What Bethlehem Is Really Like (Part 2)

Photo taken during my trip to Israel in 2009.

“And suddenly there was with the angel a multitude of the heavenly host praising God and saying, ‘Glory to God in the highest, and on earth peace among those with whom he is pleased!'” (Luke 2:13-14)

Did you know that one time some people swiped an artifact marking the spot where Jesus was born?

Inside the Church of the Nativity, a 14-point star marks the traditional location of Jesus’ birth. In the 1840s, two groups were fighting over control of the Holy Land – Roman Catholic France and Eastern Orthodox Russia. A disputed area was Bethlehem. In the squabble, apparently the Orthodox monks took the star away and the French were insisting that it be re-installed. The removal of the star is said to be one of the precipitating events that drew both sides into the Crimean War.

You’d think that locations commemorating the Prince of Peace would be peaceful places. But as you well know, the Holy Land is a hotbed for conflict. It always has been. It probably always will be until the Prince of Peace returns in glory to bring peace once and for all.

The Holy Land also can be a distressed place in other ways. The hustle and bustle, peddling of souvenirs, and aggressive jockeying for the best spot in line can make for a less-than-peaceful atmosphere.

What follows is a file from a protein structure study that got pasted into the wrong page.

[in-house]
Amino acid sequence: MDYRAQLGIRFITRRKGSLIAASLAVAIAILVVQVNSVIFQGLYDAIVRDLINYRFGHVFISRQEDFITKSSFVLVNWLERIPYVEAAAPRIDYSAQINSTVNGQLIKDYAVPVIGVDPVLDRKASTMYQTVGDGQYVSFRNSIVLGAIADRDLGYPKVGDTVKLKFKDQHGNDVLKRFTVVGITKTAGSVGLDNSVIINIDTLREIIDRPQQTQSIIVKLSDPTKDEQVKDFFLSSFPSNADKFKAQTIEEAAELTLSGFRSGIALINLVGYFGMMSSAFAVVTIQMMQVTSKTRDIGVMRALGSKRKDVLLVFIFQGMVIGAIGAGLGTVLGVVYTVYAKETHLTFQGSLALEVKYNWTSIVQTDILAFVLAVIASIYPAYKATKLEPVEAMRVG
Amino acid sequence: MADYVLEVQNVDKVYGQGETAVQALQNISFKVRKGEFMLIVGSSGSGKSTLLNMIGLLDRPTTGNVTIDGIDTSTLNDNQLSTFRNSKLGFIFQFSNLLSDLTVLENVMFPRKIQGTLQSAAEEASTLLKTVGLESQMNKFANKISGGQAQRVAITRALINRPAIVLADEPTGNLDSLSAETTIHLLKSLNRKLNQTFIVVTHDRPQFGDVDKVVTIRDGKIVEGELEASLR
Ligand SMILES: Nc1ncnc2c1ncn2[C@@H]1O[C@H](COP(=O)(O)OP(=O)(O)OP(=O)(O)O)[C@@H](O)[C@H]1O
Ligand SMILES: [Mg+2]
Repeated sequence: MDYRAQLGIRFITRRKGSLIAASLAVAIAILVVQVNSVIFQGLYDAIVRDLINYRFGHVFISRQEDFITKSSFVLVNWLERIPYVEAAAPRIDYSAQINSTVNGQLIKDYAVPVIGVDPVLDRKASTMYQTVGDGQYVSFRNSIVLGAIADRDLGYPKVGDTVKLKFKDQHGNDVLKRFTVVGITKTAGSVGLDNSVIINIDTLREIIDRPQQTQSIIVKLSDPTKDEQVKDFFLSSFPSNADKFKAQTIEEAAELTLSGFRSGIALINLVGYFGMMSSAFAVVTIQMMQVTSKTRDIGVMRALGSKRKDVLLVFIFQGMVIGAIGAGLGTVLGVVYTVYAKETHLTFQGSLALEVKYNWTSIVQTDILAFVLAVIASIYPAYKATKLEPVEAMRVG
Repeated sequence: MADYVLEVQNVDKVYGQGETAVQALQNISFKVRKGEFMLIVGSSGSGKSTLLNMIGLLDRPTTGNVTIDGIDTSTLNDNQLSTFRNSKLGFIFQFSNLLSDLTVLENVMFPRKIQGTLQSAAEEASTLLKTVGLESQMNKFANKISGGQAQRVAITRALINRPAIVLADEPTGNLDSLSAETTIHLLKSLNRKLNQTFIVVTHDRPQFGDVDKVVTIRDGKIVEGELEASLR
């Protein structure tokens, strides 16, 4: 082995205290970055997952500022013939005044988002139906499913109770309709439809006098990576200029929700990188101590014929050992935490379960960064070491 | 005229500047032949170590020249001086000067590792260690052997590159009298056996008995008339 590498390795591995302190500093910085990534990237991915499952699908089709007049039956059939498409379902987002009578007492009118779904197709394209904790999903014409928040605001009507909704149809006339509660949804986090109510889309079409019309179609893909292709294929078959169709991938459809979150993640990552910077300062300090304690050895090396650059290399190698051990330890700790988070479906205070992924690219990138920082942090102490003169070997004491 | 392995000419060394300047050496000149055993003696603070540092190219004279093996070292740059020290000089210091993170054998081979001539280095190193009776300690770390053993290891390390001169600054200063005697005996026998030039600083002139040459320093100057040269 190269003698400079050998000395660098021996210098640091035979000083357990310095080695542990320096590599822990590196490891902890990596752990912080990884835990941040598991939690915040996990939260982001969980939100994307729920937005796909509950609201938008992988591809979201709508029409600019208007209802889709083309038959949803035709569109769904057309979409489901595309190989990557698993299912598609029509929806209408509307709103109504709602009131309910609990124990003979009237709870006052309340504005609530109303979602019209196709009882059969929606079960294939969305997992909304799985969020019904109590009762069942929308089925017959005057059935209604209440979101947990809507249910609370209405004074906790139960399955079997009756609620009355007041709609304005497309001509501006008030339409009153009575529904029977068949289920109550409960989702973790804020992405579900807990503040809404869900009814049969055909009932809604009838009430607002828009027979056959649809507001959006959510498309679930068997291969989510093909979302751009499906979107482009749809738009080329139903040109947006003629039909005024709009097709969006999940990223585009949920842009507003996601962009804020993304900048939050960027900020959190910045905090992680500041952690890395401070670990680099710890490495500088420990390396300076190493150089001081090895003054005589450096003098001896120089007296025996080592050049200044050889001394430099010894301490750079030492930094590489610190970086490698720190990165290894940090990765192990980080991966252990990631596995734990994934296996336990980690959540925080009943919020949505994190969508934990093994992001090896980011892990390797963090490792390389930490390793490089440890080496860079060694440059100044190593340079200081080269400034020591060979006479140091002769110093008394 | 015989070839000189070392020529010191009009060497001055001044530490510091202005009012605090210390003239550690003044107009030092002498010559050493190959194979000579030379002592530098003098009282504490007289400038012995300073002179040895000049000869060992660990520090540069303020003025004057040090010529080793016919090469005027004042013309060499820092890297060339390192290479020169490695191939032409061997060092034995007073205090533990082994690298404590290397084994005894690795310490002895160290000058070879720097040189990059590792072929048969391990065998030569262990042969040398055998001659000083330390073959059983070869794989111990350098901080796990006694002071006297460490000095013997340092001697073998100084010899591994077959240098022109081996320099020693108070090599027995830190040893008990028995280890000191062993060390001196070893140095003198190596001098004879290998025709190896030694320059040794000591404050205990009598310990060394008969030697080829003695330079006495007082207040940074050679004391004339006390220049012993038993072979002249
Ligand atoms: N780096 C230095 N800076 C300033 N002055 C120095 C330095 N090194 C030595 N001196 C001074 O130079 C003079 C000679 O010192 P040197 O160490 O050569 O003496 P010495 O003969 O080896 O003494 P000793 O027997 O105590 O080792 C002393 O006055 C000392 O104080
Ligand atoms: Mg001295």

Take for example the Church of the Holy Sepulcher in Jerusalem, at the traditional location of Jesus’ cross and tomb. When I visited the Church of the Holy Sepulcher, people were pushing in line, trying to cut, being noisy. It was anything but peaceful. In some ways, the modern-day setting is more likely to create anxiety than facilitate reflection.

Back to Bethlehem: I must have hit the silver star in the Church of the Nativity at just the right time. It was just my tour group. No rush. Everyone got to take their time. I paused for a minute or two and got some of my favorite pictures of the trip documenting my visit to a holy place.

Some have wondered why the star has 14 points. Seven is a holy number in the Bible. Does the star symbolize seven doubled? Or could it tie into the trio of 14 generations described in Jesus’ genealogy in Matthew 1? Some even say that 14 comes from Hebrew numerology, which assigned numerical values to each letter of the Hebrew alphabet. The name David totals 14 in Hebrew numerology; Jesus surpassed David as the greatest King.

Latin words are inscribed on the silver star: “Hic de Virgine Maria Jesus Christus natus est.” Translation: “Here Jesus Christ was born to the Virgin Mary.”

There’s the reason for peace: Jesus came into the world! He was born for the purpose of growing up and one day dying on the cross to pay for our sins. His sacrifice is what gives us the peace we need most: inner peace with God. Our souls don’t have to be filled with tension and turmoil, like a volatile Middle East inside of us.

People can steal a star from inside a church. But inside your heart, no one can remove what God has given you: His Holy Spirit. And as a result, no one can rob you of peace when your focus is on your Savior.

“For to us a child is born, to us a son is given; and the government shall be upon His shoulder, and His name shall be called Wonderful Counselor, Mighty God, Everlasting Father, Prince of Peace.” (Isaiah 9:6)

If you missed yesterday’s post, “What Bethlehem Is Really Like (Part One),” click here.

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Author: Christopher Kennedy

Senior Pastor at Shepherd of the Hills Lutheran Church, School, and Child Care in San Antonio, Texas. Husband to my beloved Ashley. Dad to the four most wonderful children in the world.

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